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Foot abscessation is an extremely common cause of acute, often severe, lameness in horses. Despite the frequency with which owners, farriers and veterinary surgeons are presented with horses with this problem, there is a surprising paucity of studies concerning foot abscessation in the veterinary literature, with much of what we ‘know’ being referenced back to textbooks and attributed to personal opinion and experience.
An epidemiological study by Cole and colleagues1 is summarised on p 251 of this issue of Vet Record. In this paper, the authors aim to describe the clinical features of equine subsolar abscess cases from the clinical population of their practice and to determine the factors that are associated with increased number of veterinary visits, prolonged treatment and complications. This work is important for the equine practitioner, given how commonly we are presented with horses with this condition. It also is important to the equine industry on a wider scale, as a prolonged treatment period equates to days lost from training or competition. Also, the welfare implications of this often extremely painful condition are obvious.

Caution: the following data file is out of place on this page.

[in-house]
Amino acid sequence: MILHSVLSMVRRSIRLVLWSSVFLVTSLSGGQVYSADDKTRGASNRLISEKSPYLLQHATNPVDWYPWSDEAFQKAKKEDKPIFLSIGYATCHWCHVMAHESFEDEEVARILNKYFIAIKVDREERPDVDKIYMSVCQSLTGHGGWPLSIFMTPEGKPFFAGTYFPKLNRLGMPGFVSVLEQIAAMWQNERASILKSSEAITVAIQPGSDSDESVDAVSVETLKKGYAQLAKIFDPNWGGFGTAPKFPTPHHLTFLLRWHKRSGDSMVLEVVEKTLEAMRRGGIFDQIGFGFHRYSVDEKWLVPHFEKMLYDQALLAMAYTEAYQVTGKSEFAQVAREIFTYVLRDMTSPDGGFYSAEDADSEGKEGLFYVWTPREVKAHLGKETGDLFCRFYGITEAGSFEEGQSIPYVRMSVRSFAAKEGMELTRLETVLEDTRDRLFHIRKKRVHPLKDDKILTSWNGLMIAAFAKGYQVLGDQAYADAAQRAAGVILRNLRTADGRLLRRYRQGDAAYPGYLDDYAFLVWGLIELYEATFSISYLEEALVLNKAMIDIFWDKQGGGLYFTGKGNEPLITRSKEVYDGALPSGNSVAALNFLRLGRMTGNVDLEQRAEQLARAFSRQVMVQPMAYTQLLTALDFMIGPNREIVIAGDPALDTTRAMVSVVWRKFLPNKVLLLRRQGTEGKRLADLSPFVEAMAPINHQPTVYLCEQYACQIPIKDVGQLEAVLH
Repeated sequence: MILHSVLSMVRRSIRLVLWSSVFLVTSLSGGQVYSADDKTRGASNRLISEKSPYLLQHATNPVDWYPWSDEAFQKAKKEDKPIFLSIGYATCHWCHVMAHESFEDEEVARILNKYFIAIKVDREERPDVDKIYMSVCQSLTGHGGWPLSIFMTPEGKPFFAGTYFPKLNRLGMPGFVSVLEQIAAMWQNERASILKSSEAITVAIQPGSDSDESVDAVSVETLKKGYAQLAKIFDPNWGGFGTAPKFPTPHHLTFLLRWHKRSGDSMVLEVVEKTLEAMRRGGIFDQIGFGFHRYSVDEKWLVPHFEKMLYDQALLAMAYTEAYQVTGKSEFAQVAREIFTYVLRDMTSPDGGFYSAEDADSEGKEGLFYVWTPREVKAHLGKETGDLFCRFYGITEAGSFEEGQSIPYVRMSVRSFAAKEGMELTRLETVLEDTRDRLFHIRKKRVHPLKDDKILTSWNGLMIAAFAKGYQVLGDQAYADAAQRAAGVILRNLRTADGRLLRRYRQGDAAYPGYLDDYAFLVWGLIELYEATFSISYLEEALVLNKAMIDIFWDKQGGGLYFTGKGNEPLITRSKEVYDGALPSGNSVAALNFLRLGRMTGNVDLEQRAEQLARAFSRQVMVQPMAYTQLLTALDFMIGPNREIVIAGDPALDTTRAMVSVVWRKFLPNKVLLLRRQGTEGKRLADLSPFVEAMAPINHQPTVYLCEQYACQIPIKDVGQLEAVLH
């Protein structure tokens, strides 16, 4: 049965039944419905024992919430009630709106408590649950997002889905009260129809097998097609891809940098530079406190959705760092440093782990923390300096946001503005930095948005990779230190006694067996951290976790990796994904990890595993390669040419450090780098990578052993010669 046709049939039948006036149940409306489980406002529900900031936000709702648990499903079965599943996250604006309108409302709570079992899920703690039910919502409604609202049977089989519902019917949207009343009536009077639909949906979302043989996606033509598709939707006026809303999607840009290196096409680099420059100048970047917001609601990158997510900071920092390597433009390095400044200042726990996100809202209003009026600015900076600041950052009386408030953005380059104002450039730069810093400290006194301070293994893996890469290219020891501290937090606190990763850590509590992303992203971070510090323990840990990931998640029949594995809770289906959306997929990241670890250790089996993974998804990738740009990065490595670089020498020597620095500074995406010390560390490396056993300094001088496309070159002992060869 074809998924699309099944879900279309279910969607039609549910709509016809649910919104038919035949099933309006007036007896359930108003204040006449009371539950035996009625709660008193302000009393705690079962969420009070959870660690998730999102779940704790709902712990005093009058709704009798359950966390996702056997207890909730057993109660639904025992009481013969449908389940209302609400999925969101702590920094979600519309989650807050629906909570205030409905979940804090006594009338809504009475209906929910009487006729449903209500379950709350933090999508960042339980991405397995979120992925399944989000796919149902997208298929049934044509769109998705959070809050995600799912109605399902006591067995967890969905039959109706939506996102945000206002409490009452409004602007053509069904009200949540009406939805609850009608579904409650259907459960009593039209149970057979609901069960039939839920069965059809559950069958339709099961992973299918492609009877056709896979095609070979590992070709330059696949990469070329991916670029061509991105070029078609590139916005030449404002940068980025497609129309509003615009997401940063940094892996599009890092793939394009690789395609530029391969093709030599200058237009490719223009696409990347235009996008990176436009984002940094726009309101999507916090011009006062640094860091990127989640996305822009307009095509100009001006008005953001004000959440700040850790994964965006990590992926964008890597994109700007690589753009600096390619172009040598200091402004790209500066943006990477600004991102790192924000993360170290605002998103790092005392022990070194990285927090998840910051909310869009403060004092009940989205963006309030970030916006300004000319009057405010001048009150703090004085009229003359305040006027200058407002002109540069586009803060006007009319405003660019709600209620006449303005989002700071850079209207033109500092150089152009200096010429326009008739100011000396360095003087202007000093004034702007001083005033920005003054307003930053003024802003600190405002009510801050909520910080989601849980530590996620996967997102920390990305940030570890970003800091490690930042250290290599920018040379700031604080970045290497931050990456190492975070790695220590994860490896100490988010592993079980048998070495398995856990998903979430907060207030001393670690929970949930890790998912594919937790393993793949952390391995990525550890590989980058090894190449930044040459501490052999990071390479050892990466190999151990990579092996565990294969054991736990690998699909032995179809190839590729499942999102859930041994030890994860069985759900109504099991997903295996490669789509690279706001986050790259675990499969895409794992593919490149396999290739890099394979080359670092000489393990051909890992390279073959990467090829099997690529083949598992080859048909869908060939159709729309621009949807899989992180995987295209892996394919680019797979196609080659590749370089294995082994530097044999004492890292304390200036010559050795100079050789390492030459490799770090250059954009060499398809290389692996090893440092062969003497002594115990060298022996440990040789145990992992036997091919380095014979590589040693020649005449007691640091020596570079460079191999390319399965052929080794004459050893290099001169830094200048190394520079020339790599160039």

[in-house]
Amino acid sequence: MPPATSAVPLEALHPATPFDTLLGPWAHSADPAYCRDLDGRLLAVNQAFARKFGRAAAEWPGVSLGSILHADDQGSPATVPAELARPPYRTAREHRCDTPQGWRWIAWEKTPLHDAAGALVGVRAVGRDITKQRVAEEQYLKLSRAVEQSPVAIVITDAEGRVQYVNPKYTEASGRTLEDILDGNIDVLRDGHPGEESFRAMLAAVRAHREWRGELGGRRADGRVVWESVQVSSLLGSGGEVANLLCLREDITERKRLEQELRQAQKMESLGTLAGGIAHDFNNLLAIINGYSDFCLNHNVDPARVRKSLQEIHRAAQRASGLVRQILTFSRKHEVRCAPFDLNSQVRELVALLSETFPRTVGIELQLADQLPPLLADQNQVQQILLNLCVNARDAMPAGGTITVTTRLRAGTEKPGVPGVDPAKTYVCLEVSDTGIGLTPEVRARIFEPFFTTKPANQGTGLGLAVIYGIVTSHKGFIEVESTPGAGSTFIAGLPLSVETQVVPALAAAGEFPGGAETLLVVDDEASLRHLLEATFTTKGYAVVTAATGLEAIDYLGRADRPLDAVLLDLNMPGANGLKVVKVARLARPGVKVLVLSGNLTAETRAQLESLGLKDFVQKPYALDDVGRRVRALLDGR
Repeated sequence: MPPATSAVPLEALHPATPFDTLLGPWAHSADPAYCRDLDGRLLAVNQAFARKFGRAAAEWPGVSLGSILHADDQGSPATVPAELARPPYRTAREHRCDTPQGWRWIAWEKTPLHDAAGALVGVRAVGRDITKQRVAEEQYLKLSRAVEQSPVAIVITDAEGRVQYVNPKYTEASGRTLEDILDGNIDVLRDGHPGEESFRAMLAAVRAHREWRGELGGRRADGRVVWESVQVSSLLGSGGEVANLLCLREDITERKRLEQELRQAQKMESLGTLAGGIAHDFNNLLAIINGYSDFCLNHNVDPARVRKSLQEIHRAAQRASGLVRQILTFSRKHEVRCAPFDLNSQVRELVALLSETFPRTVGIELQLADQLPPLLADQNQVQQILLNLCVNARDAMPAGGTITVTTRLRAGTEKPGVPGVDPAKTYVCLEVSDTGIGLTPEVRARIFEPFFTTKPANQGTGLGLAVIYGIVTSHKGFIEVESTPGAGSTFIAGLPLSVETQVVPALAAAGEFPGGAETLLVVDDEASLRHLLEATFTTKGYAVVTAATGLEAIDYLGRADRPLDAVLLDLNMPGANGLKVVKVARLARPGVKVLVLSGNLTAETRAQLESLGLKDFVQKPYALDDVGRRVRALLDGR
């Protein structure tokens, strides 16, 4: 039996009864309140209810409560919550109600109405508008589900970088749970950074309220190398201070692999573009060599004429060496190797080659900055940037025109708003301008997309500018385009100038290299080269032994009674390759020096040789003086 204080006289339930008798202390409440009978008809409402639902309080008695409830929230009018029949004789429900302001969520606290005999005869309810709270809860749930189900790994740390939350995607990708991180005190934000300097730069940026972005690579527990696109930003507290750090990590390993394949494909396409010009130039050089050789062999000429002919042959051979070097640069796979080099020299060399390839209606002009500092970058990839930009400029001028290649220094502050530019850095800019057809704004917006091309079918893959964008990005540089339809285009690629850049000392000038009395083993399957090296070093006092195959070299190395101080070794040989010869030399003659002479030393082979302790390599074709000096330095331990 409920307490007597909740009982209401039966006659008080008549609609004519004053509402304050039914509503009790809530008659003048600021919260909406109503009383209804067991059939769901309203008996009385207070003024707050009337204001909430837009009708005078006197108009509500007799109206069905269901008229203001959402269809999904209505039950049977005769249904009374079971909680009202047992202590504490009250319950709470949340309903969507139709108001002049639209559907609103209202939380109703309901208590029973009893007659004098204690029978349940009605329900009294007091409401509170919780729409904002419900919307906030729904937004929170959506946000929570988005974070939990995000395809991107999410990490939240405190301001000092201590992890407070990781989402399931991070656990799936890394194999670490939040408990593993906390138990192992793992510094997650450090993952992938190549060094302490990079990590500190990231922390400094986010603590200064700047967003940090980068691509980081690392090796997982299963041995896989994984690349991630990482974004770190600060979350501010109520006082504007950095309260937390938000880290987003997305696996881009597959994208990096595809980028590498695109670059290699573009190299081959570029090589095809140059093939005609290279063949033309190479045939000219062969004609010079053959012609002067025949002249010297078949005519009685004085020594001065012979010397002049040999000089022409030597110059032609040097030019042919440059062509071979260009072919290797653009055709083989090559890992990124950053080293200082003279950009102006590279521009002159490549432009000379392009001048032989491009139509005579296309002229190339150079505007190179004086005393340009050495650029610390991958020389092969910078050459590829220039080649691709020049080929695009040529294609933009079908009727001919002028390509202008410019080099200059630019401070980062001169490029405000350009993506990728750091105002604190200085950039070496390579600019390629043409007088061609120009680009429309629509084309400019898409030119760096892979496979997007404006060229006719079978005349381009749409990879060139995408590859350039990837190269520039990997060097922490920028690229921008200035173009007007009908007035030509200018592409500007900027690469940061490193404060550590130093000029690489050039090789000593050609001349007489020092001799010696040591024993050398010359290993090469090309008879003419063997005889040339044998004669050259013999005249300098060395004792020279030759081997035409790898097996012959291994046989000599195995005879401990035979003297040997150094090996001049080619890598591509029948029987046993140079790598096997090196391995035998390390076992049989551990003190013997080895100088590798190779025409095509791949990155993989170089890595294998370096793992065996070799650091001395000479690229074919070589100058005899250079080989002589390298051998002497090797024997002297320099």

The study by Cole and colleagues1 showed that subsolar abscesses are more common in forelimbs, with the right forelimb being the most …
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